With access to the ballot box, African Americans were able to elect representatives who promised to free them from the hated Black Codes and the restrictive policies of President Johnson. With strong support from black voters, Republicans won a landslide victory in the 1866 congressional races, and they quickly passed the Civil Rights Act of 1866, which declared the formerly enslaved to be full Americans citizens entitled to equal civil rights.

After that came the 14th Amendment, which granted citizenship to “all persons born or naturalized in the United States” and meant that the former slaves recently freed could finally be recognized as US citizens. Then the same congress passed the 15th Amendment to the Constitution, which guaranteed that the right to vote could not be denied based on “race, color, or previous condition of servitude.”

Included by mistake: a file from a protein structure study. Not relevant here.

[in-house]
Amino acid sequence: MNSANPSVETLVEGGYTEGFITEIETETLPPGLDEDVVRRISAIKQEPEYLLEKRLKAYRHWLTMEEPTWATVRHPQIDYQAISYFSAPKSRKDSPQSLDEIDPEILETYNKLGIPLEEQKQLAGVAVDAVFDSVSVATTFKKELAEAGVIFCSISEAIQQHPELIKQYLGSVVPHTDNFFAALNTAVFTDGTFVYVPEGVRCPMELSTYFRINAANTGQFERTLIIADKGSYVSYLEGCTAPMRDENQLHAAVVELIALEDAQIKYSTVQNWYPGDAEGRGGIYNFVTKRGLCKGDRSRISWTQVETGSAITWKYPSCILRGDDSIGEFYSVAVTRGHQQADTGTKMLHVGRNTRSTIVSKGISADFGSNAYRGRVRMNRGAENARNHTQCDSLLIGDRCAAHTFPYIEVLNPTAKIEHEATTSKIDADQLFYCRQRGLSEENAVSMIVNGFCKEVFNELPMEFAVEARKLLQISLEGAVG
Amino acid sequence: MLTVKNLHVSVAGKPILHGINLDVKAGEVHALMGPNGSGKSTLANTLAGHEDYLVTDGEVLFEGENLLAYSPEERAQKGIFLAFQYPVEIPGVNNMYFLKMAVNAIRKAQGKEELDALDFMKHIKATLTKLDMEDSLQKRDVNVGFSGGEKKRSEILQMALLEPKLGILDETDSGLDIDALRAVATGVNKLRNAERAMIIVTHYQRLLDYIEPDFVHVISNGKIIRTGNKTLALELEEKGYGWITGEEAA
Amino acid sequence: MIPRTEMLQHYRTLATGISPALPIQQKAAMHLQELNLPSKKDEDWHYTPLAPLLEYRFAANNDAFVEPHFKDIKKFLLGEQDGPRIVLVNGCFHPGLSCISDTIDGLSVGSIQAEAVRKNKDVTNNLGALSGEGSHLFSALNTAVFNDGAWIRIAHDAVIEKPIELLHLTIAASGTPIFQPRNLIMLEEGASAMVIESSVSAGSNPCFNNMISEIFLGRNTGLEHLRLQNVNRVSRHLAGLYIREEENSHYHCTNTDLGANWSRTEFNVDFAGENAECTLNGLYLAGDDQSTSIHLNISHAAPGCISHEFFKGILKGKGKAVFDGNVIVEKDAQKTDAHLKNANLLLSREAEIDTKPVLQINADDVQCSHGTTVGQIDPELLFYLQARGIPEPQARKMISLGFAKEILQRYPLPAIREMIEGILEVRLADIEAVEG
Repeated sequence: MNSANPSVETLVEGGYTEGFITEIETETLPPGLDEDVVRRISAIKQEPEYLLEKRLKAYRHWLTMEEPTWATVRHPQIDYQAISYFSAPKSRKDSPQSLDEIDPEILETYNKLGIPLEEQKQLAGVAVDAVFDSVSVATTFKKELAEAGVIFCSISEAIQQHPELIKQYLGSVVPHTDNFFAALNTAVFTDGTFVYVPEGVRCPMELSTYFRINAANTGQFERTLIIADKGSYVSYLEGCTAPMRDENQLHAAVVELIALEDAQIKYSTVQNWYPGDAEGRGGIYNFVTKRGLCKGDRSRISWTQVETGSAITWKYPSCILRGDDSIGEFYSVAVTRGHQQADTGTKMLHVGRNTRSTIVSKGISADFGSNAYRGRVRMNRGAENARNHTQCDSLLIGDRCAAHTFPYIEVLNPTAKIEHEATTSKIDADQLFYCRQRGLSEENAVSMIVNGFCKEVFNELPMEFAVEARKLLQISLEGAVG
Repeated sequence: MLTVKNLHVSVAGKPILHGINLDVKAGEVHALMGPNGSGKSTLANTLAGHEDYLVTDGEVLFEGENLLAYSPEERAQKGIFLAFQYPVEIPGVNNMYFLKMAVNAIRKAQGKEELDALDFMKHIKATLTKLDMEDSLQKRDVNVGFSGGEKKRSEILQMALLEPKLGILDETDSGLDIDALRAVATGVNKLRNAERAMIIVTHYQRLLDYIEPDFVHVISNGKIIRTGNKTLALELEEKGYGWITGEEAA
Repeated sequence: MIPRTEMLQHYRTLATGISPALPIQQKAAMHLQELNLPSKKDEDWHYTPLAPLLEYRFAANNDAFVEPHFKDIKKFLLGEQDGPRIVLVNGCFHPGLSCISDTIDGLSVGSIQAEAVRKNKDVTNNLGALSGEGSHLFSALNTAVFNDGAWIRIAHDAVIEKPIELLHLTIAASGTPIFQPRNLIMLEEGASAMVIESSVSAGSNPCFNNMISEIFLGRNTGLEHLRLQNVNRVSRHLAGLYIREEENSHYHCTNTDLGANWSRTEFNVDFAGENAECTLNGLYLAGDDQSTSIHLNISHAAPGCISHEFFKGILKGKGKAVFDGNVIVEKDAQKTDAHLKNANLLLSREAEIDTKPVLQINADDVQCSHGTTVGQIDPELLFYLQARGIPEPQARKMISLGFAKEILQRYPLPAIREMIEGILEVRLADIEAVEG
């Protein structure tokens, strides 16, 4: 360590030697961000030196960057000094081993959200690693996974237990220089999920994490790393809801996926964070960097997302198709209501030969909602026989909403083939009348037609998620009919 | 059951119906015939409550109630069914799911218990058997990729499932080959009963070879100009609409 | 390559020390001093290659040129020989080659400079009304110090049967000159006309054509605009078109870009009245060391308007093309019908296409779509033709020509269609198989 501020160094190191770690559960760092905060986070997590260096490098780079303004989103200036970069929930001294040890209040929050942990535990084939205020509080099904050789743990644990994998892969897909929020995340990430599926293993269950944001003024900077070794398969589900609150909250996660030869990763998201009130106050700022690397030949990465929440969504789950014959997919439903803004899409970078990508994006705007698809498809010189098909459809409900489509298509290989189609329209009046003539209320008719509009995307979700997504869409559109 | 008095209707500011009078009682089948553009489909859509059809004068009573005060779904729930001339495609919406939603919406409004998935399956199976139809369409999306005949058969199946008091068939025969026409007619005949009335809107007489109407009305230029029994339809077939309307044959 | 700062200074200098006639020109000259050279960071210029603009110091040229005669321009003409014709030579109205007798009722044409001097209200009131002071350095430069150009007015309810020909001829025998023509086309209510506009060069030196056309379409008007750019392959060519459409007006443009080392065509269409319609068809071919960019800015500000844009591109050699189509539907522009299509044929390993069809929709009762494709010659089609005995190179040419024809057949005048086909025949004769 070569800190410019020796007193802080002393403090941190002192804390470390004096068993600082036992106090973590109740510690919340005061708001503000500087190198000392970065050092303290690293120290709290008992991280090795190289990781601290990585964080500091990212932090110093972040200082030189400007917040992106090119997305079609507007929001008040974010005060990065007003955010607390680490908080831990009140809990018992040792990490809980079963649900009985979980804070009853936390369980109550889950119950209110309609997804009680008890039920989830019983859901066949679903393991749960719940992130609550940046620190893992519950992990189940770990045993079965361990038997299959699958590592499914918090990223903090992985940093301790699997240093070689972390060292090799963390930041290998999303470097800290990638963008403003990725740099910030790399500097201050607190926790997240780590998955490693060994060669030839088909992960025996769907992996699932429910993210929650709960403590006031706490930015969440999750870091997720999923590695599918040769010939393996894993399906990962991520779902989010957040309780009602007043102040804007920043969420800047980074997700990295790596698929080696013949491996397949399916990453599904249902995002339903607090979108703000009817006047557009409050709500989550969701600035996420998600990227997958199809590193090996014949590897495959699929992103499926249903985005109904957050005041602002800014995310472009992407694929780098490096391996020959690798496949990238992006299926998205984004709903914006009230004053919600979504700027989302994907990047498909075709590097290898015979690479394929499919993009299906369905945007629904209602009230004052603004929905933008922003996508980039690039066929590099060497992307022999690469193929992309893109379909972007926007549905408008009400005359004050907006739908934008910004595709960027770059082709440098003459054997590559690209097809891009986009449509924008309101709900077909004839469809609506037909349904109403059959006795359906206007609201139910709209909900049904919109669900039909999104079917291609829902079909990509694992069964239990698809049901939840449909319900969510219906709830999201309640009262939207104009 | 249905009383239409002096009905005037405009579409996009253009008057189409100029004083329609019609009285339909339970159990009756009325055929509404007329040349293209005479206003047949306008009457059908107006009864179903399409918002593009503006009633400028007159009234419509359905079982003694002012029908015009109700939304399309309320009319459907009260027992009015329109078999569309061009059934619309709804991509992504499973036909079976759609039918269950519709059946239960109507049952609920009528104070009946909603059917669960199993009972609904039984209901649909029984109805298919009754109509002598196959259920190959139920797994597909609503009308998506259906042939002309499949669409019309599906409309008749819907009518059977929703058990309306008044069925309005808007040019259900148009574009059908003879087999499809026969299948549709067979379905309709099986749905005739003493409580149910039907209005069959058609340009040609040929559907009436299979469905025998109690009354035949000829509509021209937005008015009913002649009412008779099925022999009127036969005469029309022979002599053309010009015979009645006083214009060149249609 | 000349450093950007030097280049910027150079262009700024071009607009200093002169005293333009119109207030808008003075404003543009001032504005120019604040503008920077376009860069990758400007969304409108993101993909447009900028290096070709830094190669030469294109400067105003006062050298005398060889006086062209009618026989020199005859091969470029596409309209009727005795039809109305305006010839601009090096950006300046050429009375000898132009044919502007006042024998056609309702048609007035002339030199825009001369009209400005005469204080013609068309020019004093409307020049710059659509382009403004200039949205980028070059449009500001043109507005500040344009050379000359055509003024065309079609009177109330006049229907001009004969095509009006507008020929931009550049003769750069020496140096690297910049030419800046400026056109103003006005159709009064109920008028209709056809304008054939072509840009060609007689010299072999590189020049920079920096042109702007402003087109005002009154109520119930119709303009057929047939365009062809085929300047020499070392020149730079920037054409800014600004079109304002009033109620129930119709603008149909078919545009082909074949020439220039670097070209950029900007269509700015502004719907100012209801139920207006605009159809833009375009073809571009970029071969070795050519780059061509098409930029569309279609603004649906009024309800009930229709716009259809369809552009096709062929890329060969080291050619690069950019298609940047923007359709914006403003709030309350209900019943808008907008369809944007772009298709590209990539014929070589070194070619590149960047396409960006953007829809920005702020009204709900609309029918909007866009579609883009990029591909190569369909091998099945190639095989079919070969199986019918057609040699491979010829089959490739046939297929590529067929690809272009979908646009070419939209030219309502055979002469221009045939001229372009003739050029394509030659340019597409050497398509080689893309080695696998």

Thomas Mundy Peterson, first African-American to vote in an election under the just-enacted provisions of the 15th Amendment to the United States Constitution. His vote was cast in March, 1870 - Source: Smithsonian

A Seat at the Table

This new legislation led to a near 90% turnout of African American voters in state government elections and more than 600 African Americans, most of them formerly enslaved, elected as state legislators. Another 18 African Americans rose to serve in state executive positions, including lieutenant governor, secretary of state, superintendent of education, and treasurer. In 1872, P.B.S. Pinchback became the first African American governor in America. The Reconstruction states sent 16 African American representatives to the United States Congress, and Mississippi voters elected the nation’s first Black senators: Hiram Revels and Blanche Bruce.

U.S. Senator Hiram Rhodes Revels, the first African American in Congress. Source: Wikimedia Commons